I Live Here is a challenging debut from a band that was somewhat overlooked in the rush to gush over such New York noise scene contemporaries as Sonic Youth, Live Skull and Swans. The links are there, both stylistic and genealogical (Ritual Tension’s vocalist drummed on Greed and Holy Money), but this quartet writhes to its own noisemaker. On the best material (like the gripping “Tightrope” and the scathing “Social Climber”), Ivan Nahem offers an alienated, surreal persona, his voice a cool monotone rising to a frantic bray, while his brother Andrew spews piercing, Rowland S. Howardian drone-guitar. The rhythms are unpredictable and convoluted; Ubuesque arrangements play havoc with traditional songcraft. (The tape and CD mix in the three songs from a subsequent EP, including a totally out-there devolution of the Eagles’ “Hotel California.”)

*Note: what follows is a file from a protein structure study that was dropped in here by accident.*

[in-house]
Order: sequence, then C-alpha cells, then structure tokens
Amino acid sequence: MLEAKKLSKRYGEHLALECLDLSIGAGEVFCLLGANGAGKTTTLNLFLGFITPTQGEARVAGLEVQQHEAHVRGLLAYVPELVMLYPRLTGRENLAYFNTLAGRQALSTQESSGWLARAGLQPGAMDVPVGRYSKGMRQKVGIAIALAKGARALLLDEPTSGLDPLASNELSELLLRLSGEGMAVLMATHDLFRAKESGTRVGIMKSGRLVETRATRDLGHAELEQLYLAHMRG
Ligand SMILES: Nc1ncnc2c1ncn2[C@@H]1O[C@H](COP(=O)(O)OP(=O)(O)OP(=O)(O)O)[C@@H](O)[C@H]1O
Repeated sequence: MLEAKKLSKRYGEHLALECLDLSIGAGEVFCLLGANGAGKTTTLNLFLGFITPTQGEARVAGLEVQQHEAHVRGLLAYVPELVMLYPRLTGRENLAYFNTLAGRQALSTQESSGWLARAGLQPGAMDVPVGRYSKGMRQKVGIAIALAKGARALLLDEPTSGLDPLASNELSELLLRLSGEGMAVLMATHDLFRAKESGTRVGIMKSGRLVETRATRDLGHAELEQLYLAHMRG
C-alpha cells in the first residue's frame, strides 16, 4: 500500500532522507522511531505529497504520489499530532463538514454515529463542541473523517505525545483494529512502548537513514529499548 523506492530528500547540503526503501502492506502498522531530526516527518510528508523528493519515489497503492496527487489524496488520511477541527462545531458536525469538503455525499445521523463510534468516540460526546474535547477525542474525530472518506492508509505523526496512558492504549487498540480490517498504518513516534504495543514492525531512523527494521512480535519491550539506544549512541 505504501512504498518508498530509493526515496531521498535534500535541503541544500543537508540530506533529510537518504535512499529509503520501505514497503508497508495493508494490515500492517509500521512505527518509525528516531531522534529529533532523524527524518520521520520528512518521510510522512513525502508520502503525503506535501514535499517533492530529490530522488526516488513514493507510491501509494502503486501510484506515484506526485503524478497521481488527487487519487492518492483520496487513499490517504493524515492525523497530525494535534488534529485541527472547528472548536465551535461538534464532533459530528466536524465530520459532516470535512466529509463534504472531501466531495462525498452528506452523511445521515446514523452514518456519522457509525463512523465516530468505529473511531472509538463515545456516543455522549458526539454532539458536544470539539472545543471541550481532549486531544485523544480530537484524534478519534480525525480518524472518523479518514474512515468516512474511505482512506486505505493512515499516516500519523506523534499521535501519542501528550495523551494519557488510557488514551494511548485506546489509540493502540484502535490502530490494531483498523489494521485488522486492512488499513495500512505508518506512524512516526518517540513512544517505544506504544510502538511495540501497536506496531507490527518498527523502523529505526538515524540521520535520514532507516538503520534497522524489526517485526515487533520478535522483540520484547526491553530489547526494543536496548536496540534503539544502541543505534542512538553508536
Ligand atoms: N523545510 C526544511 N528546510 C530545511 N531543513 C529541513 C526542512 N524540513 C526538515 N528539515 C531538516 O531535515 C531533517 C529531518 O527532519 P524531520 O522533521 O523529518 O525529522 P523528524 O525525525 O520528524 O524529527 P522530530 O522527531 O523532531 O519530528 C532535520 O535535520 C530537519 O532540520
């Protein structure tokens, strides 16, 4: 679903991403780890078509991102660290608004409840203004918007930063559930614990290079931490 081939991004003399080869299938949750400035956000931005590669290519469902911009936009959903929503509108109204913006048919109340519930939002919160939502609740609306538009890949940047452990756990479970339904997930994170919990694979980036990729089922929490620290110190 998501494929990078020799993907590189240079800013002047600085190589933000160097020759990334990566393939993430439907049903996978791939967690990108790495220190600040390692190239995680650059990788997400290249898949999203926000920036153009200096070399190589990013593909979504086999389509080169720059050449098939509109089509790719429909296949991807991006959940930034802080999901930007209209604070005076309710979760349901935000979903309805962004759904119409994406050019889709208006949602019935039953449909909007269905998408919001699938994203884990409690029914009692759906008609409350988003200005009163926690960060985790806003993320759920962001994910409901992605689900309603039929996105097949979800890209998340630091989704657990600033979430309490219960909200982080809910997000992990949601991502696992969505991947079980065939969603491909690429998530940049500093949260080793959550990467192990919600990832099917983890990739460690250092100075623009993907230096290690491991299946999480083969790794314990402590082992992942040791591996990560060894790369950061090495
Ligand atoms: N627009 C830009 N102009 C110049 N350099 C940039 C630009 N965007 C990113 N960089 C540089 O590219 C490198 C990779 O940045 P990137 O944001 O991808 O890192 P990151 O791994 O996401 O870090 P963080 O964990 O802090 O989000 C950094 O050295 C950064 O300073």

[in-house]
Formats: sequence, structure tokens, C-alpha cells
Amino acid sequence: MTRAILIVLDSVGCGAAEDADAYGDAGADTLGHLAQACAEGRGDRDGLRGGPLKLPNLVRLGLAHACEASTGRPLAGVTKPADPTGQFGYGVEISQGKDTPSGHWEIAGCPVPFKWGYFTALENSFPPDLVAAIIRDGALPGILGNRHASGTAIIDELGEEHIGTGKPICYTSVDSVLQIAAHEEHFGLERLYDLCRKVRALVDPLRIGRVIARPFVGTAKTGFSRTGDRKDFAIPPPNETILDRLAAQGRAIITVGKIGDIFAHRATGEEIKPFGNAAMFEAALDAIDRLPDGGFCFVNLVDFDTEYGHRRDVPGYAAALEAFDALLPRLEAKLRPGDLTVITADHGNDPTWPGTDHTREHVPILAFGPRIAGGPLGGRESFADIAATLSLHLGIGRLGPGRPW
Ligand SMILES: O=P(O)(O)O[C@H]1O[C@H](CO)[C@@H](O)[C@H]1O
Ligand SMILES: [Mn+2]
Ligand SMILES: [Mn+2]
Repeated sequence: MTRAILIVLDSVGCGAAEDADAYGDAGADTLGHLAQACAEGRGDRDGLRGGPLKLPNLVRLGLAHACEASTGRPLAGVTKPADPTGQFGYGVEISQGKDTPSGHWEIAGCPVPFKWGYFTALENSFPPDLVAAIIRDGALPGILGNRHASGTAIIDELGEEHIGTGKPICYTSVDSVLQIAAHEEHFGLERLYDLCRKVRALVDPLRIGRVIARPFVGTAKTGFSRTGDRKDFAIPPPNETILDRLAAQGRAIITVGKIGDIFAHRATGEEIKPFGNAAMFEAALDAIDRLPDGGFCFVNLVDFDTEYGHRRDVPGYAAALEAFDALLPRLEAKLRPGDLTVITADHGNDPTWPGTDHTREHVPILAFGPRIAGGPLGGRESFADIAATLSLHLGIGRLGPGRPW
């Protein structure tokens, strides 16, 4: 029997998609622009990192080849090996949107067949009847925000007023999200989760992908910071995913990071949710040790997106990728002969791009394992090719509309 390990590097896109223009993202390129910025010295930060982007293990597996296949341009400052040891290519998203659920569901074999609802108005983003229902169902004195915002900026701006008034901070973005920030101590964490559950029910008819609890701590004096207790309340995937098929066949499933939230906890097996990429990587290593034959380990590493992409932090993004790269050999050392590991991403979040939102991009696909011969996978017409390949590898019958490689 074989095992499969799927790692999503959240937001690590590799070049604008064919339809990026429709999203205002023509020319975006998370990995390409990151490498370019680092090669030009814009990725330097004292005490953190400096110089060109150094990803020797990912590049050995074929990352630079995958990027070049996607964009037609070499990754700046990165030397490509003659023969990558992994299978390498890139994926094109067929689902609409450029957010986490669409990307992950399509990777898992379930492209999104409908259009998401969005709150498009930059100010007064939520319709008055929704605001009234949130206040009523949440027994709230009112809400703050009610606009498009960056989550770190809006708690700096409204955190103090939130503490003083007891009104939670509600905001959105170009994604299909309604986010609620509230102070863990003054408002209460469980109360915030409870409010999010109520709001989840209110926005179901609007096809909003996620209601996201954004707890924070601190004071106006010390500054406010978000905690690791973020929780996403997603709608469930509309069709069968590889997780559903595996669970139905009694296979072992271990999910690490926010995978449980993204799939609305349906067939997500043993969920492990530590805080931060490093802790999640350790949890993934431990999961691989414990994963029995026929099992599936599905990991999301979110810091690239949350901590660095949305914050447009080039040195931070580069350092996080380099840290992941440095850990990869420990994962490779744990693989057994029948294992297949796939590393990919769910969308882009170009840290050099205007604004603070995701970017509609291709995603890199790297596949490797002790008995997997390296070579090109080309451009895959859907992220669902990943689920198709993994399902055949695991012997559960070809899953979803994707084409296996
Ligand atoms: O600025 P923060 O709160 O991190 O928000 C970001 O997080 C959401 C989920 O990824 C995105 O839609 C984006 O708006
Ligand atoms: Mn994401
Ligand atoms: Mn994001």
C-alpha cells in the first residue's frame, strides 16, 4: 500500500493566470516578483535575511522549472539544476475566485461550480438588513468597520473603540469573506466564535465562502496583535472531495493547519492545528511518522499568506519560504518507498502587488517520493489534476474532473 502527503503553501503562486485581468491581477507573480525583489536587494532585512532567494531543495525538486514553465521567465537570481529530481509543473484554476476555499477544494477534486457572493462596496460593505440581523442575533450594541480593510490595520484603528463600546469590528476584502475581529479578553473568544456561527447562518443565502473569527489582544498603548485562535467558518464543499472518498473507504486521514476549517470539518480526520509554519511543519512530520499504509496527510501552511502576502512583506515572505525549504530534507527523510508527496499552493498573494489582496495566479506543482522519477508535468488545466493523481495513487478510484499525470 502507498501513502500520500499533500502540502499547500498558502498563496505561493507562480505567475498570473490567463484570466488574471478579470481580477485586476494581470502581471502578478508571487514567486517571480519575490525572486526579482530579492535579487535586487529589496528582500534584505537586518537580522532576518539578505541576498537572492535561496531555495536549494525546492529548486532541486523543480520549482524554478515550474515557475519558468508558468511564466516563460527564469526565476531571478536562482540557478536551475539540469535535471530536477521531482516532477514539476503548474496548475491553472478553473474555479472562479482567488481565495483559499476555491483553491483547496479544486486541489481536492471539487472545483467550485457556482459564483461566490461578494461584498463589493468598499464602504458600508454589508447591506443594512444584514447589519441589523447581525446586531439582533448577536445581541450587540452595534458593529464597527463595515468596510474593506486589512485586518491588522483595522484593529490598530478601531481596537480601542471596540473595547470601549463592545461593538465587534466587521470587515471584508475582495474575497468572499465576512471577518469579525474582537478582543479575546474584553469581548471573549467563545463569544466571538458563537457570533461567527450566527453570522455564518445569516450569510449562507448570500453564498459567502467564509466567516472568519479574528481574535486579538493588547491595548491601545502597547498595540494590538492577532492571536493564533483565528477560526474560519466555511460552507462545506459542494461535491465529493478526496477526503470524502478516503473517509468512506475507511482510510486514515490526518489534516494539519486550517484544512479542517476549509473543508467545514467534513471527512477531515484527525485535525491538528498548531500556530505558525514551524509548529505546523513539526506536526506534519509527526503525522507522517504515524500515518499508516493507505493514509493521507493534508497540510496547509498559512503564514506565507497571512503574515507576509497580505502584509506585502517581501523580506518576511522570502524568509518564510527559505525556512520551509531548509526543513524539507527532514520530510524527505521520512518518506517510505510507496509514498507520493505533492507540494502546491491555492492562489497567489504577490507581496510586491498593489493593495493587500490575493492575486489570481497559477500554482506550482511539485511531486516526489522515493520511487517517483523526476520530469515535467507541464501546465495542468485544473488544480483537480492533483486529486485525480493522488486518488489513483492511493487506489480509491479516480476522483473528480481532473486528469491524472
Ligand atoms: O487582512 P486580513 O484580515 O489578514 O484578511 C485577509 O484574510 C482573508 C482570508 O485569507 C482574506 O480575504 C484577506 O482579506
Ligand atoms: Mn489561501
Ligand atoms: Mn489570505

Live at CBGB, The Blood of the Kid presents Ritual Tension in a most conducive atmosphere. More intense than on I Live Here, the band presents some great new material, like the throbbing “New Super,” the tempestuous “Devil Dog” and a primer of paranoia, “Oh I See.”
Ritual Tension has been an on-again, off-again proposition the last few years. Recorded in 1988, the excellently self-produced Expelled is the finest display yet of the band’s offbeat musicianship. The dissonance is so vibrantly arranged and performed that it actually becomes catchy.
Bassist Marc Sloan has kept himself busy during Tension downtime with a multitude of projects, including a stint in the False Prophets. While the solo Yeow predates Ritual Tension, Lure of the Oxowl finds him collaborating with Reed Ghazala under the Gawk moniker. The all-instrumental cassette ranges from ambient classical to avant-rock, played on Sloan’s usual bass-with-effects and such instruments as kalimba, bamboo flute, ravanastron, er hu, cello and “electronic insects.”